I always thought it was a shame that Lukas was never able to tackle a second volume of the original scores. It would be great if another label could perhaps take up the challenge one day....[/endquote]

Just playing again the wonderful FSM Vol. 1 CD and I thought I would bump this. It would be really great if more original I SPY music would come out!


Just playing again the wonderful FSM Vol. 1 CD and I thought I would bump this. It would be really great if more original I SPY music would come out![/endquote]


I absolutely agree. One of my favourite FSM CDs.

I wish another label would take up the baton on this. I loved the way Hagen used the big band sound and then seamlessly integrated indigenous sounds into his music. His score for Home to Judgement was unusual enough to stand apart from much of the standard tv scoring of the time.

I liked the LPs too - but, on reflection now, they were clearly aimed at the record buying public and to me were slightly atypical of the series. More use of strings than was in the series perhaps, and an overabundance of bongos in the main titles. But still good for all that.

Track List
Instruments/Musicians
Click on each musician name for more credits
For more specific musician lists for the scores on this album, go here:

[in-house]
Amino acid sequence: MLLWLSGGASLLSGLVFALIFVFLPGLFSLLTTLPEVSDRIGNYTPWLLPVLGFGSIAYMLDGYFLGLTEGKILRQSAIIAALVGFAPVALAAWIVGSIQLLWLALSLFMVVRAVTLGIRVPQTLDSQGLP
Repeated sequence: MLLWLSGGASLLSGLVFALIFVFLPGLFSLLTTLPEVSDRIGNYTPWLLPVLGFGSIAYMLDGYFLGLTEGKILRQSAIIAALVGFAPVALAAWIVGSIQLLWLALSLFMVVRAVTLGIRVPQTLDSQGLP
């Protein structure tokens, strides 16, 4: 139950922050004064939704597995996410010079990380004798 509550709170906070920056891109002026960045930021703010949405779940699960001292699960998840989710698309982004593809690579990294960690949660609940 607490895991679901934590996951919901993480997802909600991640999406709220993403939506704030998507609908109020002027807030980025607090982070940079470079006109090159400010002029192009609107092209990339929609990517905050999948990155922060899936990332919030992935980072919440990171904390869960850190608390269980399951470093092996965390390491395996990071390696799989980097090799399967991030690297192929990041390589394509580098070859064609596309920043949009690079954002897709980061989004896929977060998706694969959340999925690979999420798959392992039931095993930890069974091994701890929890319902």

I Spy - Mainly On The Plains
I Spy - So Long Patrick Henry
I Spy - The Time of the Knife
I Spy - Turkish Delight
I Spy -The Warlord

Leader (Conductor):
Earle H. Hagen

Violin:
Israel Baker, Robert Barene, Harry Bluestone, Anatol Kaminsky, Erno Neufeld, Nathan Ross, Marshall Sosson, Joseph Stepansky

Viola:
Allan Harshman, Paul Robyn

Cello:
Raphael "Ray" Kramer, Frederick R. Seykora

Bass:
Clifford Hils

Woodwinds:
Morris Crawford, Louise M. DiTullio (Dissman), Justin Gordon, Jules Jacob, Ronald Langinger (aka Ronny Lang), John Lowe, Jack Marsh, Ted Nash, Gordon Pope, William A. Ulyate

French Horn:
John W. "Jack" Cave, James A. Decker, Arthur Maebe, Jr.

Trumpet:
Frank Beach, W. Pete Candoli, Don Fagerquist, Robert Fowler, Jack Sheldon

Trombone:
Hoyt Bohannon, Clarence "Pete" Carpenter, Francis L. "Joe" Howard, Richard "Dick" Nash, Tommy Pederson, George M. Roberts, Kenneth Shroyer, Phillip A. Teele, Lloyd E. Ulyate

Piano:
Eugene S. Di Novi, Caesar Giovannini, Pete Jolly (Ceragloli)

Guitar:
Laurindo Almeida, Barney Kessel, Allen Reuss

Ukulele:
Norman Mahuka

Harp:
Verlye Brilhart-Mills, Denzil (Gail) Laughton

Percussion:
Frank L. Carlson, Ralph Collier, Victor Feldman, Earl Hatch, Emil Radocchia (Richards), Harold L. "Hal" Rees, Alvin Stoller

Unknown:
Dick Johnston, Joe Owaki

Arranger:
Carl Edwin Brandt, Clarence "Pete" Carpenter, Clarence "Pete" Carpenter, Earle H. Hagen, MIlton "Shorty" Rogers, Nathan Van Cleave

Orchestra Manager:
Walter Popp

Copyist:
Harry Warren Baker, Harriet B. Crawford, J. Gus Donahue, Dale R. McMickle, G. Summerson, Leonard Edwin Wolstein

© 2014 Film Score Monthly. All Rights Reserved.